SHARE
COPY LINK

COVID-19

IN PICS: Parks packed, terraces open as Madrid and Barcelona celebrate Phase 1

Hundreds of Madrid residents flooded to the city's parks as lockdown measures were finally eased in the Spanish capital and in Barcelona, while beaches reopened in parts of the country after months-long closures.

IN PICS: Parks packed, terraces open as Madrid and Barcelona celebrate Phase 1

As well as reopening the gates of the capital's parks for the first time since mid-March, residents in the two cities can now meet in groups of up to 10 people in homes or on the terraces of bars and restaurants.   

 

The easing measures come as the Madrid region, the city of Barcelona and large parts of Castile-Leon in the northwest, formally enter the first phase of rolling back one of the strictest lockdowns in the world.

These areas have been on a slower track as they bore the brunt of the pandemic in Spain, which has killed more than 28,700 people, one of the world's highest tolls.

In Madrid, hundreds of people turned out to enjoy an early-morning stroll in sun in the city's famous Retiro Park, with scores of runners jogging down its wide avenues and past the boating lake.

READ MORE: 

“The reopening of Retiro brings me a feeling of serenity, gives me comfort,” said Rosa San Jose, a 50-year-old teacher wearing gym clothes and a mask who was out for a walk before starting the online school day.

All of Madrid's parks were opened to the public from Monday including Retiro in the centre of the city.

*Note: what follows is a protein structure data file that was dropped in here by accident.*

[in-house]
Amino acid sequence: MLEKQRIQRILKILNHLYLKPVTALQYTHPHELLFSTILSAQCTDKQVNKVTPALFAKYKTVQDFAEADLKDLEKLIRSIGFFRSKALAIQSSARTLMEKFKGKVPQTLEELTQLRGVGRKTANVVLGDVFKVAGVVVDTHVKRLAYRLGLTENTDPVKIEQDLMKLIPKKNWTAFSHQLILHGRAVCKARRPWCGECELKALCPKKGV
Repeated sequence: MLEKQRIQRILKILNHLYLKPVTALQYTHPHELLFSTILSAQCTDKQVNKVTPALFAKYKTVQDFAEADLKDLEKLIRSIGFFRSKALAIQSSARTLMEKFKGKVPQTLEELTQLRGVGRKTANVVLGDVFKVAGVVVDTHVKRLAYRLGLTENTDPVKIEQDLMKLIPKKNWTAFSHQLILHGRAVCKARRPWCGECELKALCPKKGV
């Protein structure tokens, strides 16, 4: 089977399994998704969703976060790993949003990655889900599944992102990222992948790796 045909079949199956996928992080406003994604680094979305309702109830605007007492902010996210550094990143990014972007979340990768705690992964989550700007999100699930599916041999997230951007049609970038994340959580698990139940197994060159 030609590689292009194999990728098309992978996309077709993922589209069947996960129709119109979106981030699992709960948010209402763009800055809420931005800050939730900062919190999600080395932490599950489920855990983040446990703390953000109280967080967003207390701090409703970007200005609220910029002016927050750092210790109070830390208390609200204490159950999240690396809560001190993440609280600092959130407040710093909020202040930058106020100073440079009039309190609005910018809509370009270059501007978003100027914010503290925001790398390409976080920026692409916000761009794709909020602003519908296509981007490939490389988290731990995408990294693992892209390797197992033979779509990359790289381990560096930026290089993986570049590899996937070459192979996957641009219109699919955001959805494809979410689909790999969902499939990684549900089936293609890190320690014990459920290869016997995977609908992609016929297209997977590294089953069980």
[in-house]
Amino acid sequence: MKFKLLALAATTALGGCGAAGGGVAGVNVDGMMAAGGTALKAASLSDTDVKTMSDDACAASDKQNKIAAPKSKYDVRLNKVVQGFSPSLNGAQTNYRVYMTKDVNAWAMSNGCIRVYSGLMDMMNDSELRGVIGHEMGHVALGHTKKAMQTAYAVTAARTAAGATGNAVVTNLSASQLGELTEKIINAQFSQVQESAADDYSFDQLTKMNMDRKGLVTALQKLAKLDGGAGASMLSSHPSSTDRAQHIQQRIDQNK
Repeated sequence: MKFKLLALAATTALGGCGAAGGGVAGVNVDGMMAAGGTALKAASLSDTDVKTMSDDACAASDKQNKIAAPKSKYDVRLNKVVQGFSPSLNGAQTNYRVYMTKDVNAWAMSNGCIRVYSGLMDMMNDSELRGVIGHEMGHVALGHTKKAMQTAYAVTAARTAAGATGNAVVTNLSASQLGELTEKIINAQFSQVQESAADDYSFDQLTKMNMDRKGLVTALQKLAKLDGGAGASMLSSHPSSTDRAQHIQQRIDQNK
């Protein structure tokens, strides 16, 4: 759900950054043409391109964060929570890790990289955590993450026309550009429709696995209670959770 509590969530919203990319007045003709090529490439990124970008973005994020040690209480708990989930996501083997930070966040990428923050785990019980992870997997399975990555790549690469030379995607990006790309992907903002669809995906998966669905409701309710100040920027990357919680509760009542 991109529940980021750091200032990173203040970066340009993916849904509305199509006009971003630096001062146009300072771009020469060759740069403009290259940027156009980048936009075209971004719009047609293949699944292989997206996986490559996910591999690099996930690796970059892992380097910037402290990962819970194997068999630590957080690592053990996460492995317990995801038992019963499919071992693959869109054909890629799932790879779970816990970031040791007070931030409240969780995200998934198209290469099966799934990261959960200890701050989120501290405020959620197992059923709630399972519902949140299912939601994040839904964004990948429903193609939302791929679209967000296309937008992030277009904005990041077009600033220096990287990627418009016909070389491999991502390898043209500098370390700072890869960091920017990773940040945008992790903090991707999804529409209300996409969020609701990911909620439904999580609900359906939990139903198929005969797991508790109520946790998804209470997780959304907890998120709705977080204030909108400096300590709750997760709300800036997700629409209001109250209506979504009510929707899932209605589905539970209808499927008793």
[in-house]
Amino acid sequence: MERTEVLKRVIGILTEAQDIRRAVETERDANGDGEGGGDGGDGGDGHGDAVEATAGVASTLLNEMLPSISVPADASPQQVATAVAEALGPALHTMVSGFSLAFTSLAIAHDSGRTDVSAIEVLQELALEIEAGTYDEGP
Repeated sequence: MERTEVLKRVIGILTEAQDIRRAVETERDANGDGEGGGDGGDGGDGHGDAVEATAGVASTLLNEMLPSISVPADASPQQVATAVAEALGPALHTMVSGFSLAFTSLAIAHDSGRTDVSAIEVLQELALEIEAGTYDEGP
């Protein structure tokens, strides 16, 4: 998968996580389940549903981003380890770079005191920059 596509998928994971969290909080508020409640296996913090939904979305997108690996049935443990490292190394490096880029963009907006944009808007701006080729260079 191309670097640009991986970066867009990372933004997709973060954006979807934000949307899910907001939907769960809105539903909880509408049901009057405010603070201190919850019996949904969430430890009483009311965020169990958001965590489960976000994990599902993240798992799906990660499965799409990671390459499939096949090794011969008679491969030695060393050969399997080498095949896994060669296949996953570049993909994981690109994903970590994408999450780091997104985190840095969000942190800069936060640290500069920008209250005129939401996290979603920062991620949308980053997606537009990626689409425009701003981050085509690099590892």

Elsewhere in the city, the San Gines coffee shop, famed for its churros and chocolate, laid out six tables on the pavement, down from its normal 13 to ensure social distancing.


 

For now, the inside seating areas must remain shut.    

“We've been open for 125 years and it's the first time we've ever had to close,” manager Daniel Real told AFP.  

“Soon we'll go back to being open 24 hours a day like before, but for now we're not working nights as there are no tourists and because the nightclub that brings us a lot of clients is closed.”

READ ALSO: 

Freedom, with limits

Elsewhere, regions incorporating just under half of Spain's nearly 47 million inhabitants were moving into phase two of the three-stage rollback that is due to be completed by the end of June.

For now, all new freedoms in public must be conducted while wearing a mask where it is not possible to keep a distance of two metres (six feet).    

With the summer heat picking up, beaches along Spain's northern coastline as well as some areas in the south, including the Canary Islands and the Balearics, are now open for swimming, subject to safety measures.


The beach in Palma reopened on Monday. Photo: AFP

 

The health ministry recommends limiting the number of beachgoers, creating boundaries and spacing umbrellas four metres apart.    

But for now, only locals will benefit, with travel between regions still forbidden and any foreign visitors landing in Spain compelled to undergo 14 days quarantine.

Spain has said it will open the borders to foreign tourists in July. 

But the government's slow process of lifting the restrictions have a political backlash from rightwing parties as well as a growing wave of protest on the streets.

On Saturday, thousands joined protests in their cars in major Spanish cities at the call of the ultra-rightwing Vox, with drivers honking their horns, waving Spanish flags and banging saucepans to denounce the government's handling of the crisis.

READ MORE: Protests and political tension grip lockdown Spain

Member comments

Log in here to leave a comment.
Become a Member to leave a comment.

COVID-19

Spain rules out EU’s advice on compulsory Covid-19 vaccination 

Spain’s Health Ministry said Thursday there will be no mandatory vaccination in the country following the European Commission’s advice to Member States to “think about it” and Germany’s announcement that it will make vaccines compulsory in February.

Spain rules out EU's advice on compulsory Covid-19 vaccination